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A Christmas Miracle

from the archives ...being the true story of a Christmas Miracle, for Megan and other foodies at the 'rents for the holidays, with apologies to everyone else...

Come on over and sit with me Megan. Let me tell you a story. Now this is a true story, though some folks doubt it. But I was there that Christmas Eve and it happened just like this...

Way back when your mama was just a wee thing, there was a great storm. You can find mention of it in the history books, things like this:

"On Christmas Eve and Christmas Day 1945, 20 hours of continuous snowfall blocked roads and required snowplow operators to work the holiday in southern Minnesota."

But they don't tell the true story. Not the whole story.

They don't tell you about The Thing that happened on a dark road, way out of town...

Picture it. A small town in southern Minnesota, Christmas Eve, 1945. It wasn't like now, where you can order everything under the sun with just a click of your mouse. No, in 1945 if you wanted something you had to go to a store, so near everyone in town was out that fateful day.

The war was finally over and the troops were starting to come home to their families. After the last few holidays which, as you can imagine, were not festive affairs, it seemed that the entire town was having a party...

"Dashing through the snow..." red-coated carolers, dusted with snow, as if they had, indeed, been dashing through the snow themselves stood next to a man selling roasted chestnuts and other holiday treats. Parents struggled to control their overly-excited children before relenting and letting them join in the snowball fight outside. "Happy Holidays" and "Good Christmas to you!" rang out in the shops and streets. This year, there was a lot to celebrate and celebrating they were.

Folks were hurrying to finish shopping as night, and the temperature, fell fast. One by one families piled packages and bundles of hats, coats and boots containing children into their cars and headed down the dark road. Near 50 cars full of people left town that evening, most of them with a long drive home on some rough country roads, and by closing time snow was blowing so hard car lights were instantly swallowed by the snow, as if they never been there at all.

The first people came back about half an hour after they drove away, on foot. "Snow's so deep, darned car just stopped. Right in the middle of the road." the driver said, looking towards the snow-hidden road, "None of those people are making it home tonight."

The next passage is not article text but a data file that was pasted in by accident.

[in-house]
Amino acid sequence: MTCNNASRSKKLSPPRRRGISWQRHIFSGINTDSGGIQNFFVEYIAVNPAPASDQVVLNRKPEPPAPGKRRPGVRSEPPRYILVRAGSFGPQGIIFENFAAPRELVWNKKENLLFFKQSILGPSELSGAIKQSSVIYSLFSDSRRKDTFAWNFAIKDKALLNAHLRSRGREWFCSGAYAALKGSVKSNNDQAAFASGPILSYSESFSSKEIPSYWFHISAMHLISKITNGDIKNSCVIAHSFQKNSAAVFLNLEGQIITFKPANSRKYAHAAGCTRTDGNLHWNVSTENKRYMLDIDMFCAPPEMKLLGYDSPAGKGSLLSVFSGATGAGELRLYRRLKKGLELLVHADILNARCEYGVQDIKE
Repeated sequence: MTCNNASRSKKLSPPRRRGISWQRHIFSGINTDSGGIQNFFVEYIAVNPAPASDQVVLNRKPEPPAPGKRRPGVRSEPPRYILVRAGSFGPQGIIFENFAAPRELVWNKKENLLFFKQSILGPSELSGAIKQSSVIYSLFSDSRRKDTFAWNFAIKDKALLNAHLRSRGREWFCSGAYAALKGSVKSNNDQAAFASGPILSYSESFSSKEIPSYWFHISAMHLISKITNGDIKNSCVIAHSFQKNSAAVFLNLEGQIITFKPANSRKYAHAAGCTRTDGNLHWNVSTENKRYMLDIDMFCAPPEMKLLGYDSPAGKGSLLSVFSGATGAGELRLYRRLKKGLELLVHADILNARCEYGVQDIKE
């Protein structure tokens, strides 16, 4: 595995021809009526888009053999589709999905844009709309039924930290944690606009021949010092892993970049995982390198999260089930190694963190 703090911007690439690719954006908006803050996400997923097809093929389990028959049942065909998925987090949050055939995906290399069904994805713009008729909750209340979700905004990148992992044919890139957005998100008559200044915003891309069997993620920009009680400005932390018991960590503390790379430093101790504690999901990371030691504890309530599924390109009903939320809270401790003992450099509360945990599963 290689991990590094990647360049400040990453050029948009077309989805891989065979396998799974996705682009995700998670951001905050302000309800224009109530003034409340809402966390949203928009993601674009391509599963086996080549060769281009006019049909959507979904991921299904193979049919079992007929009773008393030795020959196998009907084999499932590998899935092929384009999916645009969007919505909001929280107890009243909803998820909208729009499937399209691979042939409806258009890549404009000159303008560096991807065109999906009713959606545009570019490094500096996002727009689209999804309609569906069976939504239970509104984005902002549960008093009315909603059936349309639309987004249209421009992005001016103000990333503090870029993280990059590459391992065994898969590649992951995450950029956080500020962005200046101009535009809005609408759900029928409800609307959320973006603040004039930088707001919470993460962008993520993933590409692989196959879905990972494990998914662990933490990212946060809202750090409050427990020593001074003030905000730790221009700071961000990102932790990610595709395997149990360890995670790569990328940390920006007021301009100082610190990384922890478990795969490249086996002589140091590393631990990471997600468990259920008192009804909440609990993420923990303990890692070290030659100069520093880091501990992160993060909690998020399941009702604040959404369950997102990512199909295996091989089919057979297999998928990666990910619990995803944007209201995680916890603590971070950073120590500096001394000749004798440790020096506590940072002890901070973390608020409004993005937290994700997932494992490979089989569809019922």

"Santa could save them with his sleigh" his daughter offered. Grim smiles were exchanged by the adults who knew that, even on Christmas Eve, Santa held no hope for those families driving into one of the worst storms that ever happened hereabouts.

Well, one thing small town people are is resourceful, and this town had tractors and sheet metal and a welding shop. They also had a very smart woman, who had gone away to work at the Minneapolis-Moline tractor plant and come back with an engineer's skills and knowing a thing or two about tractors. She made a sketch and had a brief talk with the welder and in just about an hour, a brand new blade was being welded onto a tractor and a couple of guys were wrapping blankets over their coats so they wouldn't freeze themselves while driving the crazy-looking thing.

While all this was going on, a shop was opened so everyone who wasn't working could get warm. Kids clutched mugs of steaming hot chocolate while adults talked quietly in the corner.

A woman said, "Everyone won't be close to home. Some of them are miles out. Even if they can walk out, it'll take a long time. Maybe we should send food..." She trailed off, looking at the shelves, mostly bare after the holiday rush.

What there was a lot of was Cheerios. The Cheerios salesman lived up the road a bit in Lake Woebegon and he was in a great big hurry to be done with work. He had to get home, pickup his family and get to Tyler's Landing in time to catch the last tobaggon to St Olav before the storm set in. When he got to our little town, he had unloaded the contents of his pickup truck onto the store shelves and called it a day. Some had sold, of course, but more than a dozen boxes remained.

"Wait!" the welder yelled at the plow driver, as a group of people ran out the store door, arms loaded with cereal boxes. Boxes were handed up to the second man on the hastily fitted plow. 1, 2, 3..5...10...15...18 boxes in all. This was followed by a thermos of hot coffee and a round of "Good luck...hurry back..." from the crowd and a quiet "Be safe" from the driver's wife.